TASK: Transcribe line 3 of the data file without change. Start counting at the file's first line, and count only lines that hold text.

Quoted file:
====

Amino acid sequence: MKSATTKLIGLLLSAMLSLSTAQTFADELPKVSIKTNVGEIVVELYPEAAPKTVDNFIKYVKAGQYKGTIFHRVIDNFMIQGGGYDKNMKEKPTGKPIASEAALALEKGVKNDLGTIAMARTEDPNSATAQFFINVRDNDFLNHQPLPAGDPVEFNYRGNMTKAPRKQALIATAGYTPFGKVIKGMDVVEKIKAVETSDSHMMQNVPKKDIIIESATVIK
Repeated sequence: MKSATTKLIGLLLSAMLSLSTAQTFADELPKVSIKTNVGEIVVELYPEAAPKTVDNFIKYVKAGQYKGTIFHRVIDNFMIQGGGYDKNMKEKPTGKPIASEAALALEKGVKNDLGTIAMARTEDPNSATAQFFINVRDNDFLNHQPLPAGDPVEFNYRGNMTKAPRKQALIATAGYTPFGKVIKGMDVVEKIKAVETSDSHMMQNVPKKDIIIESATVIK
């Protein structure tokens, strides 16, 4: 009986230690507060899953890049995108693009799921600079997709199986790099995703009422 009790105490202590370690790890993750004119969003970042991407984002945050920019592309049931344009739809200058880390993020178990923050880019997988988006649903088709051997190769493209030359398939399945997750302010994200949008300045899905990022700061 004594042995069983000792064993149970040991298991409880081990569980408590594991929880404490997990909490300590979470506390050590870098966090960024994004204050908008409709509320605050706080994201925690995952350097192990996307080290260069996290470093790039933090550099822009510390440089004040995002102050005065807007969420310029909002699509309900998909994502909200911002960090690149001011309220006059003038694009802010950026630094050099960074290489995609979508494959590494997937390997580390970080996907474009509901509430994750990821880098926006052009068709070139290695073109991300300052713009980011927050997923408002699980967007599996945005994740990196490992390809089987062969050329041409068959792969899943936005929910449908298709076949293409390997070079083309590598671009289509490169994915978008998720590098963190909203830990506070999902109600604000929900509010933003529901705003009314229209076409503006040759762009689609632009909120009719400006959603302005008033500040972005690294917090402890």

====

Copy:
């Protein structure tokens, strides 16, 4: 009986230690507060899953890049995108693009799921600079997709199986790099995703009422 009790105490202590370690790890993750004119969003970042991407984002945050920019592309049931344009739809200058880390993020178990923050880019997988988006649903088709051997190769493209030359398939399945997750302010994200949008300045899905990022700061 004594042995069983000792064993149970040991298991409880081990569980408590594991929880404490997990909490300590979470506390050590870098966090960024994004204050908008409709509320605050706080994201925690995952350097192990996307080290260069996290470093790039933090550099822009510390440089004040995002102050005065807007969420310029909002699509309900998909994502909200911002960090690149001011309220006059003038694009802010950026630094050099960074290489995609979508494959590494997937390997580390970080996907474009509901509430994750990821880098926006052009068709070139290695073109991300300052713009980011927050997923408002699980967007599996945005994740990196490992390809089987062969050329041409068959792969899943936005929910449908298709076949293409390997070079083309590598671009289509490169994915978008998720590098963190909203830990506070999902109600604000929900509010933003529901705003009314229209076409503006040759762009689609632009909120009719400006959603302005008033500040972005690294917090402890």